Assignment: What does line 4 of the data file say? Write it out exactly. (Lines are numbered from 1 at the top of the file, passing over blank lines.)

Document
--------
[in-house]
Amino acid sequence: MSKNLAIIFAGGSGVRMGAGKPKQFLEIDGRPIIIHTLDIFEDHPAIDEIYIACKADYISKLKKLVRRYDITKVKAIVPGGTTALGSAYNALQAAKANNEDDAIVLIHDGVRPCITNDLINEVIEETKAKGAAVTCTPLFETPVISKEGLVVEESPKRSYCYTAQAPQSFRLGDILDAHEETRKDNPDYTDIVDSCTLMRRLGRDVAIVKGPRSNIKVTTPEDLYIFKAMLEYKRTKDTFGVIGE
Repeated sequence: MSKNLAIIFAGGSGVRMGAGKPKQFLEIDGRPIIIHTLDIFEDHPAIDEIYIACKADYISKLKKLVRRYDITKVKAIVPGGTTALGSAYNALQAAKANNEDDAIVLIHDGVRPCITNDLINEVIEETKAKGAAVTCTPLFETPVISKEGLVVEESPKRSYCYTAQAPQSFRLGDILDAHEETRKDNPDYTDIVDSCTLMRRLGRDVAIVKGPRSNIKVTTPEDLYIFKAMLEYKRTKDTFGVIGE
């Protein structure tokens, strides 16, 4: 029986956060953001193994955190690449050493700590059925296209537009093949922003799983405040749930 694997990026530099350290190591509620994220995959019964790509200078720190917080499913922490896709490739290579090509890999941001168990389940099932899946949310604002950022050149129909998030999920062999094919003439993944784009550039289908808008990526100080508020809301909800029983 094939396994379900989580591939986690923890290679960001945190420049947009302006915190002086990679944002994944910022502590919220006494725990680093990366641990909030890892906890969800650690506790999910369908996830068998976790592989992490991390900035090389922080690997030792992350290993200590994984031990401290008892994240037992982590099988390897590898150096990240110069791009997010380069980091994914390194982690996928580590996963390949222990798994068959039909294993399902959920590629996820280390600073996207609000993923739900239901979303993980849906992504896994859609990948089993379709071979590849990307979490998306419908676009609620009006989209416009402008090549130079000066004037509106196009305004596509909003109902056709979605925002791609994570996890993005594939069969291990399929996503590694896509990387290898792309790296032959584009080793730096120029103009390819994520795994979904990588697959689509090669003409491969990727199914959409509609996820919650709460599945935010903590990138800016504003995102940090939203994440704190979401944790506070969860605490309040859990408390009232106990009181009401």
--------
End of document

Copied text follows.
């Protein structure tokens, strides 16, 4: 029986956060953001193994955190690449050493700590059925296209537009093949922003799983405040749930 694997990026530099350290190591509620994220995959019964790509200078720190917080499913922490896709490739290579090509890999941001168990389940099932899946949310604002950022050149129909998030999920062999094919003439993944784009550039289908808008990526100080508020809301909800029983 094939396994379900989580591939986690923890290679960001945190420049947009302006915190002086990679944002994944910022502590919220006494725990680093990366641990909030890892906890969800650690506790999910369908996830068998976790592989992490991390900035090389922080690997030792992350290993200590994984031990401290008892994240037992982590099988390897590898150096990240110069791009997010380069980091994914390194982690996928580590996963390949222990798994068959039909294993399902959920590629996820280390600073996207609000993923739900239901979303993980849906992504896994859609990948089993379709071979590849990307979490998306419908676009609620009006989209416009402008090549130079000066004037509106196009305004596509909003109902056709979605925002791609994570996890993005594939069969291990399929996503590694896509990387290898792309790296032959584009080793730096120029103009390819994520795994979904990588697959689509090669003409491969990727199914959409509609996820919650709460599945935010903590990138800016504003995102940090939203994440704190979401944790506070969860605490309040859990408390009232106990009181009401």